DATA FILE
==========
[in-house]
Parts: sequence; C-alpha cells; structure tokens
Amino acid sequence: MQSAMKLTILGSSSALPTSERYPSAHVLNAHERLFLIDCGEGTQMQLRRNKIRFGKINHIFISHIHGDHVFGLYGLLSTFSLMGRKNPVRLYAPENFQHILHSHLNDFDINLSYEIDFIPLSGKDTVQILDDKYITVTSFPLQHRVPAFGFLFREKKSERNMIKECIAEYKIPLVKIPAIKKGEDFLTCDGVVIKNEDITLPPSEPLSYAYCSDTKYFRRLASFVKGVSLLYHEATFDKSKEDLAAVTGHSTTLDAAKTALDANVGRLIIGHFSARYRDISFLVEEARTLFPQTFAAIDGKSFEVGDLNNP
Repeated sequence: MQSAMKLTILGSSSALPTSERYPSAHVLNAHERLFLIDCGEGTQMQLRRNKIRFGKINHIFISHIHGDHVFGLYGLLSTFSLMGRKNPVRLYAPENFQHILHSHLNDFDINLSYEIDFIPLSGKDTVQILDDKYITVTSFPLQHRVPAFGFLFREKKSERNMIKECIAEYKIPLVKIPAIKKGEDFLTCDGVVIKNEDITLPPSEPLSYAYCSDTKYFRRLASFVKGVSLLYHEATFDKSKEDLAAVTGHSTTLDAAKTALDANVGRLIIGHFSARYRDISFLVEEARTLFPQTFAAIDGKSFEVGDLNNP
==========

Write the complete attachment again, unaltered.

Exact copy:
[in-house]
Parts: sequence; C-alpha cells; structure tokens
Amino acid sequence: MQSAMKLTILGSSSALPTSERYPSAHVLNAHERLFLIDCGEGTQMQLRRNKIRFGKINHIFISHIHGDHVFGLYGLLSTFSLMGRKNPVRLYAPENFQHILHSHLNDFDINLSYEIDFIPLSGKDTVQILDDKYITVTSFPLQHRVPAFGFLFREKKSERNMIKECIAEYKIPLVKIPAIKKGEDFLTCDGVVIKNEDITLPPSEPLSYAYCSDTKYFRRLASFVKGVSLLYHEATFDKSKEDLAAVTGHSTTLDAAKTALDANVGRLIIGHFSARYRDISFLVEEARTLFPQTFAAIDGKSFEVGDLNNP
Repeated sequence: MQSAMKLTILGSSSALPTSERYPSAHVLNAHERLFLIDCGEGTQMQLRRNKIRFGKINHIFISHIHGDHVFGLYGLLSTFSLMGRKNPVRLYAPENFQHILHSHLNDFDINLSYEIDFIPLSGKDTVQILDDKYITVTSFPLQHRVPAFGFLFREKKSERNMIKECIAEYKIPLVKIPAIKKGEDFLTCDGVVIKNEDITLPPSEPLSYAYCSDTKYFRRLASFVKGVSLLYHEATFDKSKEDLAAVTGHSTTLDAAKTALDANVGRLIIGHFSARYRDISFLVEEARTLFPQTFAAIDGKSFEVGDLNNP